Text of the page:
Love is all you need. Well, according to The Beatles, that is. And it really is all around. With Valentine’s Day lurking just around the corner, the entire world seems to be digging out every single shade of pink (strawberry, bubblegum or magenta decorations?) and red (maroon, cayenne or maraschino roses?) that can be found. But the 14th of February isn’t about flowers, cards and chocolate for everyone.
Since St Valentine himself walked the streets of Rome, people from all four corners of the globe have taken this holiday and combined it with their own traditions to create their own unique day of love. So let’s take a little trip around the world and score the countries out of ten on their loved-up Valentine’s plans.
Just across the Channel, our French neighbours top the romance charts in Paris where hundreds of people gather together to celebrate. These couples, and singletons too, each release a white dove with a kiss in front of a wall that is covered with a thousand ‘I love yous’ written in over three hundred languages. What a way to beat a cheesy card!
But the French didn’t always celebrate so… peacefully. Remote villages in the countryside used to observe a tradition called drawing for’: unmarried individuals in the community, both old and young, would go into houses facing each other and begin calling out from one window to another, before pairing off with their chosen partners. Once this had happened, if a man failed to be enthralled with his chosen Valentine, he had the option of deserting her.
Of course, this didn’t go down particularly well with the ladies, who would gather later that night to build a bonfire and burn all images of their ungrateful sweethearts – whilst shouting abuse as loudly as they could.
So we’re going to go for a good 6/10 for the French. Only four marks for romance, but a further two for the girls who get their own back!
Let’s head a little further downwind to South Africa, where Valentine’s Day is celebrated with a huge amount of enthusiasm and passion. Preparations for Valentine’s Day begin well in advance. The first step is to adorn shops and markets with brightly coloured flowers and symbols of love – hearts, birds and images of Cupid. Pubs, restaurants and clubs are booked weeks ahead of the day for people to gather to celebrate this occasion of love together, whether they are a young lass of 16 or an old bloke of 60. Thousands of people flock to the city of Durban, where a grand festival takes place each year. Some people even take part in mountaineering or white water rafting to mark the occasion!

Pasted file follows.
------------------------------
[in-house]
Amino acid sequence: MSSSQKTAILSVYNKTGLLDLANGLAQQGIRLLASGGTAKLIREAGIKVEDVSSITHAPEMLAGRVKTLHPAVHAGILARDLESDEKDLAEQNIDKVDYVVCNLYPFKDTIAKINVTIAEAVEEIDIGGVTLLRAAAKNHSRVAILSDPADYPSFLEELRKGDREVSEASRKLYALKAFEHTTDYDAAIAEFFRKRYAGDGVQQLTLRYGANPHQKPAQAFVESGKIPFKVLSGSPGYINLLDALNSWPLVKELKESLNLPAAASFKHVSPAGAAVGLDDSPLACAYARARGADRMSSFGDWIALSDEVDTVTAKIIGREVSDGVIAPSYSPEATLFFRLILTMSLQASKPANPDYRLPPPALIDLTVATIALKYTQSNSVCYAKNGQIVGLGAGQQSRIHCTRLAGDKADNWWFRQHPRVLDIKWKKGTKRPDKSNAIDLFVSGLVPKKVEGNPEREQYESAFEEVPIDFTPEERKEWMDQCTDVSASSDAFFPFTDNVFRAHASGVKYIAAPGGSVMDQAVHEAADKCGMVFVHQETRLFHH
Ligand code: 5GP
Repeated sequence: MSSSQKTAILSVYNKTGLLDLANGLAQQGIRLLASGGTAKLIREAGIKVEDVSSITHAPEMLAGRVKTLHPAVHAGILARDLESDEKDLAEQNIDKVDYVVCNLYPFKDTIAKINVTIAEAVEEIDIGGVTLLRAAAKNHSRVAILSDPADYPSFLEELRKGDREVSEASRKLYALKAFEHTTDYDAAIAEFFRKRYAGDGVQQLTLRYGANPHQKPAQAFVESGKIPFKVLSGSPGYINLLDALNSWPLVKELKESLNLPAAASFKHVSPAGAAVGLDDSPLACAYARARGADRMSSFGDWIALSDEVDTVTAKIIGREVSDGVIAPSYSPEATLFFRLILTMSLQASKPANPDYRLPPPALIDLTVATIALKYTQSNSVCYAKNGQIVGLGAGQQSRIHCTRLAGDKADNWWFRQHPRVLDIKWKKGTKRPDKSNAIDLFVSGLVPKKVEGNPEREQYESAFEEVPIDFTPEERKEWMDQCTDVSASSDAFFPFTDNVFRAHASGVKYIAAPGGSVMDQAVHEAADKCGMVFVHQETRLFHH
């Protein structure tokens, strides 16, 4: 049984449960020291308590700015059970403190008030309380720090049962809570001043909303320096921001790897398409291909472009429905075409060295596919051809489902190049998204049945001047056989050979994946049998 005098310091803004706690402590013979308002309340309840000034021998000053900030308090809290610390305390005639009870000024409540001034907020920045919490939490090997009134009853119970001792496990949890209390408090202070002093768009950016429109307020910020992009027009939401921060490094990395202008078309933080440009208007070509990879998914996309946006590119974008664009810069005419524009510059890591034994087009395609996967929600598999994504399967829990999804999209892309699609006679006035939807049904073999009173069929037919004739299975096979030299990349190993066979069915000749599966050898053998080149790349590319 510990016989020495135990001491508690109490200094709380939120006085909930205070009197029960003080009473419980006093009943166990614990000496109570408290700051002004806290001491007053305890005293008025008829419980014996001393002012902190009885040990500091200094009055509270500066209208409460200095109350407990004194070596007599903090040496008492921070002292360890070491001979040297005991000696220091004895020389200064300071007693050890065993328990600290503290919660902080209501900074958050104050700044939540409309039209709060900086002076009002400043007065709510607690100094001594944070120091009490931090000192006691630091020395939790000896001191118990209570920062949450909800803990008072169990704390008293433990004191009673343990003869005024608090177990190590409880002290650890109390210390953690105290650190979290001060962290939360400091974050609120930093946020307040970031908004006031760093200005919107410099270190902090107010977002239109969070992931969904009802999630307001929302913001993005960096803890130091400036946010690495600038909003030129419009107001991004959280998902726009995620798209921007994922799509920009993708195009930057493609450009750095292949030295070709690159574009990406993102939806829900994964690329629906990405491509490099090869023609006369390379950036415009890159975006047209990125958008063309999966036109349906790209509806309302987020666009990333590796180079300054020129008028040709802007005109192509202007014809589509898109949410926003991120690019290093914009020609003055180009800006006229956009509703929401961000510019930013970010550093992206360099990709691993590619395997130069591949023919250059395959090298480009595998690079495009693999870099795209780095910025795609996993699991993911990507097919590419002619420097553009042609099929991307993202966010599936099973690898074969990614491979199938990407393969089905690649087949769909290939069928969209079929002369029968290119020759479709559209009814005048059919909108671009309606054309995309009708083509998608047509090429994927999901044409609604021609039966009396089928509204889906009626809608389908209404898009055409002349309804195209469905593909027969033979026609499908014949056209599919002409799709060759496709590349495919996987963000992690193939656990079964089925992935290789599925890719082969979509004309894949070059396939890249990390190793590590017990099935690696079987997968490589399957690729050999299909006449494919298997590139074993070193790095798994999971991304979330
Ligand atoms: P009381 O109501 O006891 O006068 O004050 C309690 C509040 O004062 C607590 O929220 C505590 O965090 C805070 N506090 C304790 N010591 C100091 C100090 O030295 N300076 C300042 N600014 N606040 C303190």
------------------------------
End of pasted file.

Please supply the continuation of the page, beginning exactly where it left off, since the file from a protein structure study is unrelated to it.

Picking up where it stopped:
The people of South Africa get 8/10 for their overall enthusiasm and adoration for Valentine’s Day.
If you’ve ever been to China, or indeed been around during a celebration of Chinese New Year, you’ll know that the Chinese are huge fans of bright, deep reds and extravagant gold. As well as selling the usual array of flowers, cards and chocolates, they also have a selection of very specific and colourful rituals to mark Valentine’s Day.
Lovers usually pay a visit the Temple of Matchmaker together to pray for their love, happiness, and possible marriage. Singles also visit the Temple to pray for luck in love. Everyone is involved in this unique celebration: young, unmarried girls offer their prayers to the Weaving Maid star and ask for a blessing to become smarter. When the Vega star is at its highest point in the sky, girls may perform a test by placing a needle on the surface of water. If the needle floats, then it signifies the girl’s intelligence and maturity, indicating that she is eligible to start searching for a husband. Girls that pass the needle test are also granted one wish.
So overall, China scores a good 7/10 for mixing traditional and modern customs in their Valentine’s Day celebrations. Extra points awarded for noting that sometimes it takes brains to make a marriage work.
Last but not least, we head to Brazil, where the temperature’s hot and they know how to party! The Brazilians celebrate Valentine’s Day on 12th of February, which they dub ‘Lovers’ Day’ or ‘Dia dos Namoradas’. They believe that lovers will be blessed in the eye of St Anthony with a long and healthy marriage.
Not only do couples exchange cards, flowers and chocolates like we do, but the 12th of February is also a day of joy, happiness and celebration all over the country. Celebrations are marked by hectic arrangements to create a colourful festival with samba dancing, folk music and live performances from popular rock singers and dancers. All over the cities of Brazil, people gather together for night-long parties and events.
These red-blooded Brazilians get an honourable 9/10 for their extraordinary effort and sheer love of life!
So there you have it: five different countries with five different ways of celebrating this truly Marmite occasion. But whether you love it or hate it, you’ve got to admit the world celebrates in style.
Image: ConstantineD on Flickr